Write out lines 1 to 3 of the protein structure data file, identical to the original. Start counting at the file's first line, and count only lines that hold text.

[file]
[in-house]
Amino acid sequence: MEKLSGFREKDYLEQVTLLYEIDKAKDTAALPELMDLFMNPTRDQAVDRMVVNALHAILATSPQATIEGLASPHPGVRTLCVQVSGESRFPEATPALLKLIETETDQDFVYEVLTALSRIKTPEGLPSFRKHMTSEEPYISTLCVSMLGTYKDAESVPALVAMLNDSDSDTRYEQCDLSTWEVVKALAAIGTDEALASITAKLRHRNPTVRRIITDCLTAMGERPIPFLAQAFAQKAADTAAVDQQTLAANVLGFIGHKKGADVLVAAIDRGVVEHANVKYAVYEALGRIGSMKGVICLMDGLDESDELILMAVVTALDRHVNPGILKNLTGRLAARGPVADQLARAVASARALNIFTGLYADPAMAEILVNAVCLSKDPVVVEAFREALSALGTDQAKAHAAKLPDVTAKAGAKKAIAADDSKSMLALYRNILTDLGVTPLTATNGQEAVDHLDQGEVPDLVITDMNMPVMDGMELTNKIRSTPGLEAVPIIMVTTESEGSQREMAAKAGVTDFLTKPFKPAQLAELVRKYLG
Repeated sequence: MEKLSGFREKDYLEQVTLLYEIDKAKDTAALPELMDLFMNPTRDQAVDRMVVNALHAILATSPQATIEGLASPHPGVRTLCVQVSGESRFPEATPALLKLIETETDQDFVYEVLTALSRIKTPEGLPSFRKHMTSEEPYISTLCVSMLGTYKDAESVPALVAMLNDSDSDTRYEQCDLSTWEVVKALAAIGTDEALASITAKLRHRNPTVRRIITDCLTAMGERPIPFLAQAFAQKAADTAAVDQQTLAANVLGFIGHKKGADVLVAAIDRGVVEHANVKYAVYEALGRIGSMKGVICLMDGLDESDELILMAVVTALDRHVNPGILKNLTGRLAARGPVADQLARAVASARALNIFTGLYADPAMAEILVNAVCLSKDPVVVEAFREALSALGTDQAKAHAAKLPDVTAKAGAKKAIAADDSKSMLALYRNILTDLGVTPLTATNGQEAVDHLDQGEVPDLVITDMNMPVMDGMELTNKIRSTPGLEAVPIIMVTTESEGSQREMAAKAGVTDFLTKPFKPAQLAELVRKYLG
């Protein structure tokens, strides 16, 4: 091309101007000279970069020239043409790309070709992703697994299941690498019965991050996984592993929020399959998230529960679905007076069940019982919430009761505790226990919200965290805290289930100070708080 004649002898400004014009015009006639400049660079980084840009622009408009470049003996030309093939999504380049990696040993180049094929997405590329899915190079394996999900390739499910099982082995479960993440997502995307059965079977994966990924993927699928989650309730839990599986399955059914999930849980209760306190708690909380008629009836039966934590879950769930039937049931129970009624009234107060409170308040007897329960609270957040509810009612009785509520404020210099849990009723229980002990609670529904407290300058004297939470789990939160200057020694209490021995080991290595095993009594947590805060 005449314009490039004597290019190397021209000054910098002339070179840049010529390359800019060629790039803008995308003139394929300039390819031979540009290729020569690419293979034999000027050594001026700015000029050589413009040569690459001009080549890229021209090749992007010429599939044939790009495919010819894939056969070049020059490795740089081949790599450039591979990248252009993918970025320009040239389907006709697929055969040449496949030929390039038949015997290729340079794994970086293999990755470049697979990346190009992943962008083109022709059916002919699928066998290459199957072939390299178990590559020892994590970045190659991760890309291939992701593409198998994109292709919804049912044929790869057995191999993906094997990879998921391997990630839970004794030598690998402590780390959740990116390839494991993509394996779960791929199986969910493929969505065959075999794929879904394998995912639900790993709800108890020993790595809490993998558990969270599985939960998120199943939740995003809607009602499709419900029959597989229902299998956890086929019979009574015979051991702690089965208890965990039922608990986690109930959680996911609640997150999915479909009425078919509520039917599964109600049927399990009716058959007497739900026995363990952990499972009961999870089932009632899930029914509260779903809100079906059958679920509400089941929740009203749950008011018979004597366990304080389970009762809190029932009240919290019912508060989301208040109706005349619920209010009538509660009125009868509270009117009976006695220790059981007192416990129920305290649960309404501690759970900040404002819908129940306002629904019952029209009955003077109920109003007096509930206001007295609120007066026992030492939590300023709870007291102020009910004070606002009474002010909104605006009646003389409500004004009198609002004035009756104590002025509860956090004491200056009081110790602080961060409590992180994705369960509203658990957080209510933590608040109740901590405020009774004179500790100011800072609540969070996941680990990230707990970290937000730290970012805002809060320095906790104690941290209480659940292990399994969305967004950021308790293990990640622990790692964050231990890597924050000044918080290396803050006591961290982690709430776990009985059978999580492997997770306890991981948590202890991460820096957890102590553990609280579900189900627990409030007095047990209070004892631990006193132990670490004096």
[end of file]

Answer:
[in-house]
Amino acid sequence: MEKLSGFREKDYLEQVTLLYEIDKAKDTAALPELMDLFMNPTRDQAVDRMVVNALHAILATSPQATIEGLASPHPGVRTLCVQVSGESRFPEATPALLKLIETETDQDFVYEVLTALSRIKTPEGLPSFRKHMTSEEPYISTLCVSMLGTYKDAESVPALVAMLNDSDSDTRYEQCDLSTWEVVKALAAIGTDEALASITAKLRHRNPTVRRIITDCLTAMGERPIPFLAQAFAQKAADTAAVDQQTLAANVLGFIGHKKGADVLVAAIDRGVVEHANVKYAVYEALGRIGSMKGVICLMDGLDESDELILMAVVTALDRHVNPGILKNLTGRLAARGPVADQLARAVASARALNIFTGLYADPAMAEILVNAVCLSKDPVVVEAFREALSALGTDQAKAHAAKLPDVTAKAGAKKAIAADDSKSMLALYRNILTDLGVTPLTATNGQEAVDHLDQGEVPDLVITDMNMPVMDGMELTNKIRSTPGLEAVPIIMVTTESEGSQREMAAKAGVTDFLTKPFKPAQLAELVRKYLG
Repeated sequence: MEKLSGFREKDYLEQVTLLYEIDKAKDTAALPELMDLFMNPTRDQAVDRMVVNALHAILATSPQATIEGLASPHPGVRTLCVQVSGESRFPEATPALLKLIETETDQDFVYEVLTALSRIKTPEGLPSFRKHMTSEEPYISTLCVSMLGTYKDAESVPALVAMLNDSDSDTRYEQCDLSTWEVVKALAAIGTDEALASITAKLRHRNPTVRRIITDCLTAMGERPIPFLAQAFAQKAADTAAVDQQTLAANVLGFIGHKKGADVLVAAIDRGVVEHANVKYAVYEALGRIGSMKGVICLMDGLDESDELILMAVVTALDRHVNPGILKNLTGRLAARGPVADQLARAVASARALNIFTGLYADPAMAEILVNAVCLSKDPVVVEAFREALSALGTDQAKAHAAKLPDVTAKAGAKKAIAADDSKSMLALYRNILTDLGVTPLTATNGQEAVDHLDQGEVPDLVITDMNMPVMDGMELTNKIRSTPGLEAVPIIMVTTESEGSQREMAAKAGVTDFLTKPFKPAQLAELVRKYLG